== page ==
Women mentors backed off until I got the big C



Support gesture: a pair of pyjamas

In my university days, I was in pursuit of a mentor. I don’t think I ever thought those exact words, but looking back, I know I wanted to be advised by a woman who had paved the way.

I didn’t find her.

I thought I had met her when I was in my final year of university. Like me, she was Canadian but had gone off to the US to do her PhD (cool!). I loved one of her modules so much I was willing to enrol in another at 8am on a Friday. Email was a new-fangled thing in those days, and I regularly logged on at the university computer lab and wrote her my musings on the books we studied and asked questions about academia. Because email was new, people only checked their inboxes intermittently, and one day she must have opened her account to find a dozen or more needy emails from that eager girl who always sat in the front row of her classes. Instead of mentoring me, she told me to back off.

During my doctoral programme in the US, I got married and thought about having a child. Mothers were not treated the same way as fathers in the academy, and I asked a professor, a lovely woman, about her experience. She told me if I wanted to make it as a scholar and a mother, I had to time things right. “I planned my pregnancy so that I gave birth a few days before Thanksgiving,” she explained. “That way, I had almost a week off, went back to teaching, and a month later got a couple more weeks off.” The woman was lovely, but her idea (or was it America’s?) of balancing motherhood and academia terrified me.

Finally, there was that professor on my thesis committee. I admired her, a successful professor at an Ivy League university (and mother), and reached out every so often, even after I graduated. When I heard she had a baby, I mailed her a present. It was a book, I forget which, and when she got it, she sent me a note. I guess it was a thank-you note, but it felt a lot like the back off message I got in undergrad (was I that annoying?). Or maybe a snort. It went something like: “Thank you for your gift. This is not my first child. I already own that book.”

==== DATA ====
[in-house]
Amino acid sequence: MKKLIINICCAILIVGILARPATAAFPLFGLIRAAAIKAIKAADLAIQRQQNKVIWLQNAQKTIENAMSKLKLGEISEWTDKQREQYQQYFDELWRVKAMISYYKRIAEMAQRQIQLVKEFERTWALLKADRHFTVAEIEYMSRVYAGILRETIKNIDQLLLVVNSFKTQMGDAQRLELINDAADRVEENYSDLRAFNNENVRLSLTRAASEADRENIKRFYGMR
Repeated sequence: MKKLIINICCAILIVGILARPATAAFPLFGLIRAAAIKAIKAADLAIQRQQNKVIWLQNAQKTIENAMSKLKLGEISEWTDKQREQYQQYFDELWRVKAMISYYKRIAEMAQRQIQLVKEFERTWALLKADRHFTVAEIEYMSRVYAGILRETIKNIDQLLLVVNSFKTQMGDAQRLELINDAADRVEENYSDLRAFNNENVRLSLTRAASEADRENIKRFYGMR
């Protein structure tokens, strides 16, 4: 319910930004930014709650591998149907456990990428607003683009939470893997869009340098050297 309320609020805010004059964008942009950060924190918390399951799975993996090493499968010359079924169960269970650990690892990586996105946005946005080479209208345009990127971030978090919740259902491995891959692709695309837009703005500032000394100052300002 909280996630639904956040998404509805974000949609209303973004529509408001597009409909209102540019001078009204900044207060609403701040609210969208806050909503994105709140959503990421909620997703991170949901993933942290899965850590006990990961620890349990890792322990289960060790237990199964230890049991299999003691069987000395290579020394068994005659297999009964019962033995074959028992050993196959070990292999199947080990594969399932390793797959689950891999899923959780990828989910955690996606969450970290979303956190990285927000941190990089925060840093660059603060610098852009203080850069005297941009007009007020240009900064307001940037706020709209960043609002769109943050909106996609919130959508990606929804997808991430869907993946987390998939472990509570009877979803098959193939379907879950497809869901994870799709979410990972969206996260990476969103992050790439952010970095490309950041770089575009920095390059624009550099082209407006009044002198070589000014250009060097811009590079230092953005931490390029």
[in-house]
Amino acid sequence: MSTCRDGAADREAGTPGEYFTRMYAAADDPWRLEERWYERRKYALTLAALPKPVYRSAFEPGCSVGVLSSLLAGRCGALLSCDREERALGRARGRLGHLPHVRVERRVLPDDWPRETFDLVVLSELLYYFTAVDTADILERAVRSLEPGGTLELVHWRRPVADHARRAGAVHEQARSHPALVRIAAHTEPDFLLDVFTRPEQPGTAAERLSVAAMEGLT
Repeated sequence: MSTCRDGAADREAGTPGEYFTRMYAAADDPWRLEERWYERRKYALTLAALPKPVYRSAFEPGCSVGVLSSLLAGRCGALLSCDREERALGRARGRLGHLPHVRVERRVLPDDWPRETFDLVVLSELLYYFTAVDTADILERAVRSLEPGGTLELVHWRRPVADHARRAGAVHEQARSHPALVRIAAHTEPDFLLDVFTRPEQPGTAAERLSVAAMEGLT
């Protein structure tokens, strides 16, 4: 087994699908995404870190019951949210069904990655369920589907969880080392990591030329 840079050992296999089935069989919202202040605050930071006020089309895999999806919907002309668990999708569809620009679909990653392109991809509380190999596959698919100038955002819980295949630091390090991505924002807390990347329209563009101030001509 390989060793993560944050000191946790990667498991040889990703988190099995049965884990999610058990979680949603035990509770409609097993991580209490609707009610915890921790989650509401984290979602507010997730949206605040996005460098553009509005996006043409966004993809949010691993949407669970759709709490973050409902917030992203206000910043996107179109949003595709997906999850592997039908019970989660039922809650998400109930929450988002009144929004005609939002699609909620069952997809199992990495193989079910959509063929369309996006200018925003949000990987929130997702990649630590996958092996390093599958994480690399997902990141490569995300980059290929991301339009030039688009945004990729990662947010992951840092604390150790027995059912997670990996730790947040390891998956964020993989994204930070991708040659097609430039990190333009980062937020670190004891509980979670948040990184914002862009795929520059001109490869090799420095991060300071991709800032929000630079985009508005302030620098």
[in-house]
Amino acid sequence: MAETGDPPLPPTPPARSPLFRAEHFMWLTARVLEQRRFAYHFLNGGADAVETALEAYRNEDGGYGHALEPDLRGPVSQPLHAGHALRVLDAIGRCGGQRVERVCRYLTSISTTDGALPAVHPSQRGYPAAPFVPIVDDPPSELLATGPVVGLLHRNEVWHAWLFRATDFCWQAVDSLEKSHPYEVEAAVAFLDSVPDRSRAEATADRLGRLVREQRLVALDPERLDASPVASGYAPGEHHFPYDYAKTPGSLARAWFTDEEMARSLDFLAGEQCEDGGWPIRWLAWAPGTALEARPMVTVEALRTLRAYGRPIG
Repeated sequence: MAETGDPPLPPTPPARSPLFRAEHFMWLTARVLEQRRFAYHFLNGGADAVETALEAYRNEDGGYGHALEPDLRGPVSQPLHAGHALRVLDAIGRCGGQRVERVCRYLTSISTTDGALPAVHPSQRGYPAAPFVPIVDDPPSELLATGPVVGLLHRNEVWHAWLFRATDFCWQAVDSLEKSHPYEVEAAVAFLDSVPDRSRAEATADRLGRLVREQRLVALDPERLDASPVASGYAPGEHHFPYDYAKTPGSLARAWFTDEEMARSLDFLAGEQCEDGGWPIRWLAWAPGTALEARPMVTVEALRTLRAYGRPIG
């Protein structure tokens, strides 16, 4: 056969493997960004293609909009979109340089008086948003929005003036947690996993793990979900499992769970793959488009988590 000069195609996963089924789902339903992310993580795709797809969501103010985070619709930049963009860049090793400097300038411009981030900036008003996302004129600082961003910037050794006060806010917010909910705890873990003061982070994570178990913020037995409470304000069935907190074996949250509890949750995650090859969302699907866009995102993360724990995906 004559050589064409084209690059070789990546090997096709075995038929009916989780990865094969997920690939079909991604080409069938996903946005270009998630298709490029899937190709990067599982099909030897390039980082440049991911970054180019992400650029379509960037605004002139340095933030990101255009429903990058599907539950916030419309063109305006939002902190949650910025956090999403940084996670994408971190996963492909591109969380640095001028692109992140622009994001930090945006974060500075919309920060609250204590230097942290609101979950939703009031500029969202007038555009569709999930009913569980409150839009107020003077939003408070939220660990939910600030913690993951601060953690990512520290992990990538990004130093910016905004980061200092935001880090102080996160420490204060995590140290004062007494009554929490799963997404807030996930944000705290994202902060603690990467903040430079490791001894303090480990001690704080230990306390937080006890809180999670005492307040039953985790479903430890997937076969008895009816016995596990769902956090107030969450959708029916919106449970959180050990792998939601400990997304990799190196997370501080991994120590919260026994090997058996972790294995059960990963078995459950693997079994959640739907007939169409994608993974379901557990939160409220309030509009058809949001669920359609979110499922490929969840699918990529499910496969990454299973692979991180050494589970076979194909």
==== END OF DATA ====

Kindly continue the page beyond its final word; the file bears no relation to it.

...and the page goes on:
Years after finishing my PhD, I read Sheryl Sandberg’s Lean In and felt my face burn a hot red at the picture she drew of young women walking around saying to older women: “Are you my mentor? Are you my mentor?” the way that baby bird in the classic children’s book approaches a cow and a dog and a digger and asks “Are you my mother?” (Was that the book I bought my committee member?).

My experience with cancer couldn’t have been more different.

When I found out I had breast cancer, I had decisions to make, and, because it’s my nature to solicit advice from those who went before me, I wrote to women I knew had trod this ugly path. Some I knew well, some not very well. There was a friend I hadn’t seen for almost five years, a second I hadn’t seen in ten, and a third I hadn’t seen since high school; a professor I had met at a conference once, who, I had read, created a Jewish ritual (a “pre-chemo opsherin”) when faced with hair loss; and a local woman who used to belong to the same gym as me. The responses from each and every one of these women astounded me. Everyone was willing – no, wanted – to help. Not a single one told me to back off.

Through the professor who created the new ritual, I discovered a Jewish Facebook group called Sharsheret, and I joined. I introduced myself, and minutes later, a woman who saw my post asked if she could call me. She was in New York, I was in England, and we had never met, but we were suddenly talking as though we had known each other our whole lives.

Women offered me post-op photographs; advice; templates of letters they had written their doctors or NHS trusts. Sometimes they just offered an ear. “I can’t thank you enough,” I kept saying, and they all answered the same way: “Don’t thank me. Soon you’ll be on the other side, and someone will be calling you.”

I never had to ask for a mentor; my mentors were all around me.

And they were right – now I’m on the other side. I texted recently with a woman I met at a Jewish Studies conference once and Zoomed with a woman who was a Hebrew teacher in my kids’ primary school. I heard from an old friend’s sister. Each woman was scared, unsure, or sad or angry or both, and I try to listen. Give advice if I can help. Shut up if I can’t. Send pyjamas (button-ups best for post-op!).

It might not be easy to find a mentor in the professional realm but in the breast cancer business, veterans don’t shy away from novices. If they come up and ask, “Are you my mentor?” we will say yes!

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